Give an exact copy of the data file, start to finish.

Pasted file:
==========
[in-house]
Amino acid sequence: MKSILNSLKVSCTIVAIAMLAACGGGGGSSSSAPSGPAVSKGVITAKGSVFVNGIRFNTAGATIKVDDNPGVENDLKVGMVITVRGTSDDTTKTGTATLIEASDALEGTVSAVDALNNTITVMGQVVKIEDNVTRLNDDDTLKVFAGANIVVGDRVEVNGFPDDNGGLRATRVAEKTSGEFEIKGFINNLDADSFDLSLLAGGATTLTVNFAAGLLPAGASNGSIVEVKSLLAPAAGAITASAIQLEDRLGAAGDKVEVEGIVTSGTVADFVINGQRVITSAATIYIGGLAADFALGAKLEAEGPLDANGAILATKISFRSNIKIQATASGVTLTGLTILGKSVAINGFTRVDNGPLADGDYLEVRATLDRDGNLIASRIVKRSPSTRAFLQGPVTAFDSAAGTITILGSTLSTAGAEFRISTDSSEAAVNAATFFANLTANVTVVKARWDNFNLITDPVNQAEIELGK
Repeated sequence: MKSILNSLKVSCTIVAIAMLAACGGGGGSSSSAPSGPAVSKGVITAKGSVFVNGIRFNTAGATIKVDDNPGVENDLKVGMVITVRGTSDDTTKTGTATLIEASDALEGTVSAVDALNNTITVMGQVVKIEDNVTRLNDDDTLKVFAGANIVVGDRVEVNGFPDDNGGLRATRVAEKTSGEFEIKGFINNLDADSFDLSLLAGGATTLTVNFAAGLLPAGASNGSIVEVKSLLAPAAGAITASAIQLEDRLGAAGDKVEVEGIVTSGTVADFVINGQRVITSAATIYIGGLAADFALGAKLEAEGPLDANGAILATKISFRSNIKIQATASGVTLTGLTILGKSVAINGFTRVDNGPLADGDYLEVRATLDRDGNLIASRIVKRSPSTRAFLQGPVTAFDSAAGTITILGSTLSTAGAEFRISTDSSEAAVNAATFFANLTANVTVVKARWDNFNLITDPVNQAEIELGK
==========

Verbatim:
[in-house]
Amino acid sequence: MKSILNSLKVSCTIVAIAMLAACGGGGGSSSSAPSGPAVSKGVITAKGSVFVNGIRFNTAGATIKVDDNPGVENDLKVGMVITVRGTSDDTTKTGTATLIEASDALEGTVSAVDALNNTITVMGQVVKIEDNVTRLNDDDTLKVFAGANIVVGDRVEVNGFPDDNGGLRATRVAEKTSGEFEIKGFINNLDADSFDLSLLAGGATTLTVNFAAGLLPAGASNGSIVEVKSLLAPAAGAITASAIQLEDRLGAAGDKVEVEGIVTSGTVADFVINGQRVITSAATIYIGGLAADFALGAKLEAEGPLDANGAILATKISFRSNIKIQATASGVTLTGLTILGKSVAINGFTRVDNGPLADGDYLEVRATLDRDGNLIASRIVKRSPSTRAFLQGPVTAFDSAAGTITILGSTLSTAGAEFRISTDSSEAAVNAATFFANLTANVTVVKARWDNFNLITDPVNQAEIELGK
Repeated sequence: MKSILNSLKVSCTIVAIAMLAACGGGGGSSSSAPSGPAVSKGVITAKGSVFVNGIRFNTAGATIKVDDNPGVENDLKVGMVITVRGTSDDTTKTGTATLIEASDALEGTVSAVDALNNTITVMGQVVKIEDNVTRLNDDDTLKVFAGANIVVGDRVEVNGFPDDNGGLRATRVAEKTSGEFEIKGFINNLDADSFDLSLLAGGATTLTVNFAAGLLPAGASNGSIVEVKSLLAPAAGAITASAIQLEDRLGAAGDKVEVEGIVTSGTVADFVINGQRVITSAATIYIGGLAADFALGAKLEAEGPLDANGAILATKISFRSNIKIQATASGVTLTGLTILGKSVAINGFTRVDNGPLADGDYLEVRATLDRDGNLIASRIVKRSPSTRAFLQGPVTAFDSAAGTITILGSTLSTAGAEFRISTDSSEAAVNAATFFANLTANVTVVKARWDNFNLITDPVNQAEIELGK